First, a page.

New Apple patent hints at plans to add camera to Apple Watch

Through the Looking Glass: Earlier this week, Apple received a new patent for a detachable watch-based camera mount system. The patent includes a detachable strap design and a quick-release locking mechanism to support the watch-based camera. While there is no guarantee that they will be released, the patent is a good sign that Apple is actively looking for new features for its watch-wearing fans.

Issued by the U.S. Patent and Trademark Office on February 7, a new patent (US-11571048-B1) focuses on a strap-based quick-release system that provides easy access to the built-in watch-based camera.

Based on patent information, the holding system can enable users to quickly and easily remove the watch face, take photos with the camera facing down, and then easily return the device to its original position. The information was first reported patent apple

This new strap-based system is hardly Apple’s first attempt at patenting watch-based camera functionality. In 2019, the company was awarded US-10331083-B1 for watch strap with built-in flexible optical sensor. If this PTZ camera becomes available, it will allow you to take photos without having to remove the watch from the user’s wrist.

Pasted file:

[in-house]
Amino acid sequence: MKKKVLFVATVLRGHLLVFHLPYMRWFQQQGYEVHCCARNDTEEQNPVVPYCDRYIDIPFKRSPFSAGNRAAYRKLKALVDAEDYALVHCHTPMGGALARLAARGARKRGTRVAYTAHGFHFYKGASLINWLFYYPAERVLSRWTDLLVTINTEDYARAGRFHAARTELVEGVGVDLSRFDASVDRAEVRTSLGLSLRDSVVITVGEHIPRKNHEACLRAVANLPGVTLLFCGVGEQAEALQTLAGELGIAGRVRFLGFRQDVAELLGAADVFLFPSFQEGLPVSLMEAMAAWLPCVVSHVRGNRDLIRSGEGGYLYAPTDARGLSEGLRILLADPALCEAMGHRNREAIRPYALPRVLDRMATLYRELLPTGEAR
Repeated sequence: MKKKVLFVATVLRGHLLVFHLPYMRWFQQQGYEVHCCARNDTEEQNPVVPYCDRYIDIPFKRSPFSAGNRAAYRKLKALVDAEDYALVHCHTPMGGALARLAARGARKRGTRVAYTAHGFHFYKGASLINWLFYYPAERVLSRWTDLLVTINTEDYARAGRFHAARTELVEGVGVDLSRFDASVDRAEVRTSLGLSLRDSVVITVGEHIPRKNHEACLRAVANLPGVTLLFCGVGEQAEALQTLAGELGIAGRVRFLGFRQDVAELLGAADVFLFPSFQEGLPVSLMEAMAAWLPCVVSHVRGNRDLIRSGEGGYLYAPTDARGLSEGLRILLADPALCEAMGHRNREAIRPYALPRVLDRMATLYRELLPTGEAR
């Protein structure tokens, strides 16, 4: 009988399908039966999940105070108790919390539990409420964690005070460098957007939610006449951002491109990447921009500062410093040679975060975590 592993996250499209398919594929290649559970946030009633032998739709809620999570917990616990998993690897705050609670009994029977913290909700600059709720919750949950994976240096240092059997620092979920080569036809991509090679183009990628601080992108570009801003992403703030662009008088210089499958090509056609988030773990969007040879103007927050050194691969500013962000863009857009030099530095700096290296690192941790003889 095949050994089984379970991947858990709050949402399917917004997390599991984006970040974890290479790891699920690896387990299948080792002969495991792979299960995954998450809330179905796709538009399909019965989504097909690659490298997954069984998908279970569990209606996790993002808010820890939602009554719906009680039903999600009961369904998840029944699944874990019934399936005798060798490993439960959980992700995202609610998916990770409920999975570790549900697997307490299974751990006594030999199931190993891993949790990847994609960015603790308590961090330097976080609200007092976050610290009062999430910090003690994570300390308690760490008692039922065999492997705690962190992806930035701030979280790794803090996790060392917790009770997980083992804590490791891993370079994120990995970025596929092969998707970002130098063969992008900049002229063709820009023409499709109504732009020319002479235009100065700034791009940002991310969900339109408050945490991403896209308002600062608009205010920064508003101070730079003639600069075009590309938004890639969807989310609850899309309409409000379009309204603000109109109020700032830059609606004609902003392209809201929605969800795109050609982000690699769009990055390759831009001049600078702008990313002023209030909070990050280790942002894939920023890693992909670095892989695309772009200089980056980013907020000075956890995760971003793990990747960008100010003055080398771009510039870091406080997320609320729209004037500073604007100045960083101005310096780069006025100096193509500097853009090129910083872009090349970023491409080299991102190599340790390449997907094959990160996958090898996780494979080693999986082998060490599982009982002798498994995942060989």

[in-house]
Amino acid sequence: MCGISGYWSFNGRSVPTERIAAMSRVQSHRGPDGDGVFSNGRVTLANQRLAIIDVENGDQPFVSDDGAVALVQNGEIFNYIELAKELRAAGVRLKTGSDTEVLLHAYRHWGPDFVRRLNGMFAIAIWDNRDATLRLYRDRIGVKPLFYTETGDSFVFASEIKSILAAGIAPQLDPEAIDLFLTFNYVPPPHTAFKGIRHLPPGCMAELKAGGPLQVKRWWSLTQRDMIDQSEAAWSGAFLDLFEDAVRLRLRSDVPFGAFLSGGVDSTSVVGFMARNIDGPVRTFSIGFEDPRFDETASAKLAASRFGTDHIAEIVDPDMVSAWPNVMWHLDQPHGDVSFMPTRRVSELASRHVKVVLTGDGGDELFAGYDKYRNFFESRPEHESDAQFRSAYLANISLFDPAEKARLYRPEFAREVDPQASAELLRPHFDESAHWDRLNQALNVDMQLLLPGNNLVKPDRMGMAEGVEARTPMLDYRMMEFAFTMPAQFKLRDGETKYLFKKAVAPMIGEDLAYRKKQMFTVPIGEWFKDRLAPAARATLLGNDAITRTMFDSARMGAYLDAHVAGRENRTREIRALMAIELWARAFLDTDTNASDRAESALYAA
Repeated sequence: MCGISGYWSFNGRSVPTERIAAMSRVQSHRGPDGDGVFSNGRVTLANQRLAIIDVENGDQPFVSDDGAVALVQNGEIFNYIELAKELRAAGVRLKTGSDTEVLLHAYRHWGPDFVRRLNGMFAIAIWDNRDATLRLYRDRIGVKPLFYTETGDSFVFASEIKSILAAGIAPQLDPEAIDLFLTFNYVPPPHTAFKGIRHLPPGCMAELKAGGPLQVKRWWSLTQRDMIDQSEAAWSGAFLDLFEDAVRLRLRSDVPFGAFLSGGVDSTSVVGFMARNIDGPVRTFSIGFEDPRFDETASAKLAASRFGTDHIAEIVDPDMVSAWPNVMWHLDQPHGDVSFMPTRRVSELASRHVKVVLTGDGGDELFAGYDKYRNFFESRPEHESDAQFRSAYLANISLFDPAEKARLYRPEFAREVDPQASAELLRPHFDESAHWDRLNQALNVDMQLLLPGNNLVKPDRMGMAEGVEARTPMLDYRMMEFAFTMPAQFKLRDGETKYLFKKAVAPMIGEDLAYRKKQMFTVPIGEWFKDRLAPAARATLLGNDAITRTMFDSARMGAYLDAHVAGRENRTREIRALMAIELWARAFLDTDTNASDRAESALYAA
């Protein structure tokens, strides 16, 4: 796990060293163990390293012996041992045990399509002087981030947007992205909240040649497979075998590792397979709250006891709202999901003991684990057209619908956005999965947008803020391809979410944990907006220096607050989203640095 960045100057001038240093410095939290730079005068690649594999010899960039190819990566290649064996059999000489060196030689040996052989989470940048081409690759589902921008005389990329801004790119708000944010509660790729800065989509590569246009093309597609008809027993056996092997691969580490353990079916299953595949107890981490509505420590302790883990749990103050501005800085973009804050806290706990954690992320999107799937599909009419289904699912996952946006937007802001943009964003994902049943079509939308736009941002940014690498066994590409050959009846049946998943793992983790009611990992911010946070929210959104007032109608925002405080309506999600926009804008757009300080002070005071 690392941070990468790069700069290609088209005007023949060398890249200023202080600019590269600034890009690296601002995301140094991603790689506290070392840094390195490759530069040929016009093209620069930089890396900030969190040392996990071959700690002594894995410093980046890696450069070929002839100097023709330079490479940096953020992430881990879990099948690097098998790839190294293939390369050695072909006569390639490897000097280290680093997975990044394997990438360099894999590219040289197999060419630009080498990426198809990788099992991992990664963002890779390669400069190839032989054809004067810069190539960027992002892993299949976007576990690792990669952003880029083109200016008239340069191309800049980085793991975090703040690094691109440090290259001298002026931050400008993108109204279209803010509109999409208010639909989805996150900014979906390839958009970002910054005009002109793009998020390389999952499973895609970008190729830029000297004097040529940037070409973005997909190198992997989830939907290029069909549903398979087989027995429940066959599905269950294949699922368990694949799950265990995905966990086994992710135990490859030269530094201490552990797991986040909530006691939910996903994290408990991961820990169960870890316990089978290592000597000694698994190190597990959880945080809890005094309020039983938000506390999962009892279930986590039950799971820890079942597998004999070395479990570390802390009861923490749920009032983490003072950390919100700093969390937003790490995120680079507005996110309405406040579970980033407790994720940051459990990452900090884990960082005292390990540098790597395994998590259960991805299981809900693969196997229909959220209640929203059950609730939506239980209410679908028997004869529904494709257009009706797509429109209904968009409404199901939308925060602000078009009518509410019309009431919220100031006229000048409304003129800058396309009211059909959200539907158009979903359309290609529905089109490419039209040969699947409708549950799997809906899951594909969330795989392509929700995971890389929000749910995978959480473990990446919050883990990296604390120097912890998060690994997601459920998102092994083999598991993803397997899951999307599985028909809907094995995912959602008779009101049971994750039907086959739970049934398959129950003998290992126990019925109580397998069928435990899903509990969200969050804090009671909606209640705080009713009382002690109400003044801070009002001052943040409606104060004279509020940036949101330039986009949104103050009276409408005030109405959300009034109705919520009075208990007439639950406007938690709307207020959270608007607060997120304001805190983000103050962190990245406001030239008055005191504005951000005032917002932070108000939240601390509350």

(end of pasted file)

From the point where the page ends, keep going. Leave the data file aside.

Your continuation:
Apple also won’t be the first company to bring compact camera technology to wearables. Samsung tried to normalize the concept of wearable cameras with Galaxy Gear initial release in September 2013. The Apple Watch quickly overshadowed the device, however, and users weren’t overwhelmed by the Galaxy’s built-in 1.9-megapixel camera.

While a high-quality built-in camera may be of practical use for some, it raises potential privacy and security concerns for others.

The ability to take photos in secret, eliminating the need to use a large handheld camera or phone, opens the door to anything from secret, unauthorized and incriminating photos to increased risk of corporate espionage. Built-in cameras will require a new level of security and awareness to ensure they are not misused in places such as schools, locker rooms, restrooms or where there is a risk of capturing sensitive documents and information.

The dominance of technologies such as built-in cameras in wearable devices puts even more emphasis on compliance with laws and regulations such as Video Voyeur Prevention Act. A law that protects people from being recorded in private areas without their consent is a type of protection that is integral to making technology such as watch-based cameras available to responsible users while protecting potential victims of misuse.

Image credit: David Svikhovets

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